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‘Concussion’ is a story that had to be told

By now you have picked up all the wrapping paper from under the tree and are finally putting the holidays behind you. If you are good, the tree is long gone. We all survived the endless bowl games and even movie releases.

A big movie for football came out during Christmas called "Concussion." I know most of us will be watching Star Wars, but "Concussion" will be something to watch if you are a football fan.

Surprise, surprise, it doesn't cast a good light on the National Football League.

But, what should we take away from the film besides that Will Smith is an excellent actor? What is the real message of the film?

It's the story about accomplished pathologist Dr. Bennet Omalu of Pittsburgh and how he uncovers the truth about brain damage in football players who suffer repeated concussions in the course of normal play.

In the story, Omalu, while conducting an autopsy on former Pittsburgh Steelers' star football player Mike Webster, discovers neurological deterioration that is similar to Alzheimer's disease. Omalu calls the disease chronic traumatic encephalopathy and publishes his findings. The doctor finds that what he discovered in Webster may be something that many other players could be suffering from. He takes it upon himself to speak out about the dangers of football-related head trauma.

The doctor was shocked to find the NFL could care less about his findings. He actually thought they would take action to help save the lives of football players and protect them from injury. Instead, they did everything in their power to bury the findings.

I think we should know that despite the powerful NFL trying to squash the findings, people have listened.

So the disease comes out and the NFL is now forced to change. But really, what has changed?

Change could have come from the NFL but it didn't, it came from all the youth that play and love the sport.

This disease has been out for a while and the game is still being played, as it should be. And by all means the message is not that football should not be played, rather that it can be made safer to play at all levels.

So I give credit to the thousands of others in various organizations that work for far lower salaries than the NFL. Kudos to organizations like the National Federation of High Schools and the Nevada Interscholastic Activities Association for coming out with tough concussion protocols and actually caring for the players that play the game. I would also like to give credit to Pahrump Valley and Nye County football coaches. In Pop Warner football, Pop Warner coach Dave Wright followed the Trojans football coach Adam Gent and changed the way kids learn to tackle. Like Gent, high school football coaches throughout Nye County have also introduced new tackling methods that keep the head out of the equation.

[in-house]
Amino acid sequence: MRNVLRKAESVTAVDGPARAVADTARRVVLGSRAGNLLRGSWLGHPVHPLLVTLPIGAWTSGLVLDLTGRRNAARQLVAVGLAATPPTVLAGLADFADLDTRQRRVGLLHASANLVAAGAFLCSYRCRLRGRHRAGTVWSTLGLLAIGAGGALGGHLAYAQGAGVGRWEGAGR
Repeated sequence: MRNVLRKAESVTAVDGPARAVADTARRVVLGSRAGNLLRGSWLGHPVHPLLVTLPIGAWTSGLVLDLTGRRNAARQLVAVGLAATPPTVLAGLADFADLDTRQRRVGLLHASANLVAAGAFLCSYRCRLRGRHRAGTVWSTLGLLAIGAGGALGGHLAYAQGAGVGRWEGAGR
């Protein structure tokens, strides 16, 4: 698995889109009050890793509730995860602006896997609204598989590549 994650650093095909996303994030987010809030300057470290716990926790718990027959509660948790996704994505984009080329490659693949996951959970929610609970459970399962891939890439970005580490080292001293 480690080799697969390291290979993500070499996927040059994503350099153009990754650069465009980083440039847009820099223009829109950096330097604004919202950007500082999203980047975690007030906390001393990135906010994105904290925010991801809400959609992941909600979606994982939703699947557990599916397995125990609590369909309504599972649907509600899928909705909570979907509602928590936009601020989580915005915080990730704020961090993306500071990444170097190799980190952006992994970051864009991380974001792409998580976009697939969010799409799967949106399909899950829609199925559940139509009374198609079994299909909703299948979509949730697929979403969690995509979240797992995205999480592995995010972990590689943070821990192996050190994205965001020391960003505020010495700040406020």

Gent uses a method sponsored by Pete Carroll of the Seattle Seahawks.

And despite the NFL, Carroll took it upon himself to change the way the game is played. He has worked hard to pass his methods on to college football. Since the findings of CTE have come out, Carroll has done everything he could to make the game much safer for his players and thousands of others. Coaches at the college level, like Urban Meyer, are also adopting Carroll's ways of tackling.

The Seahawk method uses the shoulder to drive through the legs of the opposing player, thus taking the head out of the game.

Carroll was inspired by the low numbers of head injuries in rugby and borrowed their tackling method.

Where there is a will there is a way and we can be thankful to thousands of football coaches who saw it has a challenge to improve the game.

I know the NFL didn't see it that way. To them, they just saw tons of lawsuits coming their way which blinded them from thinking outside the box. So instead of taking the high road, they took the low road, which is not surprising.

-Contact sports editor Vern Hee at vhee@pvtimes.com

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